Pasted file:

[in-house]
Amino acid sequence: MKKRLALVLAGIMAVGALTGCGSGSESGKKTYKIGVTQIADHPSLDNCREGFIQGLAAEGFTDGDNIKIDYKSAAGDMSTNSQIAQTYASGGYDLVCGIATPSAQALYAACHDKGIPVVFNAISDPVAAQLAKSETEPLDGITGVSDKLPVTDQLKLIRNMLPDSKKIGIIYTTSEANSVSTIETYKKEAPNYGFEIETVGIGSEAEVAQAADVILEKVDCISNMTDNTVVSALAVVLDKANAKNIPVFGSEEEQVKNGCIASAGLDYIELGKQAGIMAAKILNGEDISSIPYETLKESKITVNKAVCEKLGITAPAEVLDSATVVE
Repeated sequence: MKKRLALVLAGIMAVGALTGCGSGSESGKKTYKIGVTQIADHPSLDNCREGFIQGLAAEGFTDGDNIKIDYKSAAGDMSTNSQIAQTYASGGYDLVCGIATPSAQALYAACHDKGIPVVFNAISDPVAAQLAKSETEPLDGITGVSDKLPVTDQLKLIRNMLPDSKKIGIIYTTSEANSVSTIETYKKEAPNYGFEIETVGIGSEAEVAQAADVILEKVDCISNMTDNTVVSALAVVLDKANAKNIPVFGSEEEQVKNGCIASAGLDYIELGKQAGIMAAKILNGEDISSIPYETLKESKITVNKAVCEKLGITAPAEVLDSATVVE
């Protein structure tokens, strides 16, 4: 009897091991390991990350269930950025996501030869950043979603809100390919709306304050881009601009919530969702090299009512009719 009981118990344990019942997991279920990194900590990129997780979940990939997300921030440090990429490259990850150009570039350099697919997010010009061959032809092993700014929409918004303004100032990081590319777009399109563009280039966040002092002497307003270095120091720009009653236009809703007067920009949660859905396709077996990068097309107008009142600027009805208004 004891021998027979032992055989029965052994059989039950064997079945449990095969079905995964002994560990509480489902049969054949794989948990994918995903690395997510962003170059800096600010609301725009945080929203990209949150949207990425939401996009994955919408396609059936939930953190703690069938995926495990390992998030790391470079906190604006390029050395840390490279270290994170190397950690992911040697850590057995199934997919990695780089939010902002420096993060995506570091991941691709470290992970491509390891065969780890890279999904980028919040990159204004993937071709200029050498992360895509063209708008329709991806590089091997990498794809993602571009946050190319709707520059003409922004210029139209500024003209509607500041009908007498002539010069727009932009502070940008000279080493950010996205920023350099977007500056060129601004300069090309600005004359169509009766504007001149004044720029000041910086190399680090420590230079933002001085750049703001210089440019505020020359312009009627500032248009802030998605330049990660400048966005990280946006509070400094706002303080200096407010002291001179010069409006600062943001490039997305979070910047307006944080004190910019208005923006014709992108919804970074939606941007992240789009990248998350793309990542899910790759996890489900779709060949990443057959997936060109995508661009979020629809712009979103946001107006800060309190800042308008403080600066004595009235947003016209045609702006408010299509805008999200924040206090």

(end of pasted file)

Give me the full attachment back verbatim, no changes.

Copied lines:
[in-house]
Amino acid sequence: MKKRLALVLAGIMAVGALTGCGSGSESGKKTYKIGVTQIADHPSLDNCREGFIQGLAAEGFTDGDNIKIDYKSAAGDMSTNSQIAQTYASGGYDLVCGIATPSAQALYAACHDKGIPVVFNAISDPVAAQLAKSETEPLDGITGVSDKLPVTDQLKLIRNMLPDSKKIGIIYTTSEANSVSTIETYKKEAPNYGFEIETVGIGSEAEVAQAADVILEKVDCISNMTDNTVVSALAVVLDKANAKNIPVFGSEEEQVKNGCIASAGLDYIELGKQAGIMAAKILNGEDISSIPYETLKESKITVNKAVCEKLGITAPAEVLDSATVVE
Repeated sequence: MKKRLALVLAGIMAVGALTGCGSGSESGKKTYKIGVTQIADHPSLDNCREGFIQGLAAEGFTDGDNIKIDYKSAAGDMSTNSQIAQTYASGGYDLVCGIATPSAQALYAACHDKGIPVVFNAISDPVAAQLAKSETEPLDGITGVSDKLPVTDQLKLIRNMLPDSKKIGIIYTTSEANSVSTIETYKKEAPNYGFEIETVGIGSEAEVAQAADVILEKVDCISNMTDNTVVSALAVVLDKANAKNIPVFGSEEEQVKNGCIASAGLDYIELGKQAGIMAAKILNGEDISSIPYETLKESKITVNKAVCEKLGITAPAEVLDSATVVE
């Protein structure tokens, strides 16, 4: 009897091991390991990350269930950025996501030869950043979603809100390919709306304050881009601009919530969702090299009512009719 009981118990344990019942997991279920990194900590990129997780979940990939997300921030440090990429490259990850150009570039350099697919997010010009061959032809092993700014929409918004303004100032990081590319777009399109563009280039966040002092002497307003270095120091720009009653236009809703007067920009949660859905396709077996990068097309107008009142600027009805208004 004891021998027979032992055989029965052994059989039950064997079945449990095969079905995964002994560990509480489902049969054949794989948990994918995903690395997510962003170059800096600010609301725009945080929203990209949150949207990425939401996009994955919408396609059936939930953190703690069938995926495990390992998030790391470079906190604006390029050395840390490279270290994170190397950690992911040697850590057995199934997919990695780089939010902002420096993060995506570091991941691709470290992970491509390891065969780890890279999904980028919040990159204004993937071709200029050498992360895509063209708008329709991806590089091997990498794809993602571009946050190319709707520059003409922004210029139209500024003209509607500041009908007498002539010069727009932009502070940008000279080493950010996205920023350099977007500056060129601004300069090309600005004359169509009766504007001149004044720029000041910086190399680090420590230079933002001085750049703001210089440019505020020359312009009627500032248009802030998605330049990660400048966005990280946006509070400094706002303080200096407010002291001179010069409006600062943001490039997305979070910047307006944080004190910019208005923006014709992108919804970074939606941007992240789009990248998350793309990542899910790759996890489900779709060949990443057959997936060109995508661009979020629809712009979103946001107006800060309190800042308008403080600066004595009235947003016209045609702006408010299509805008999200924040206090």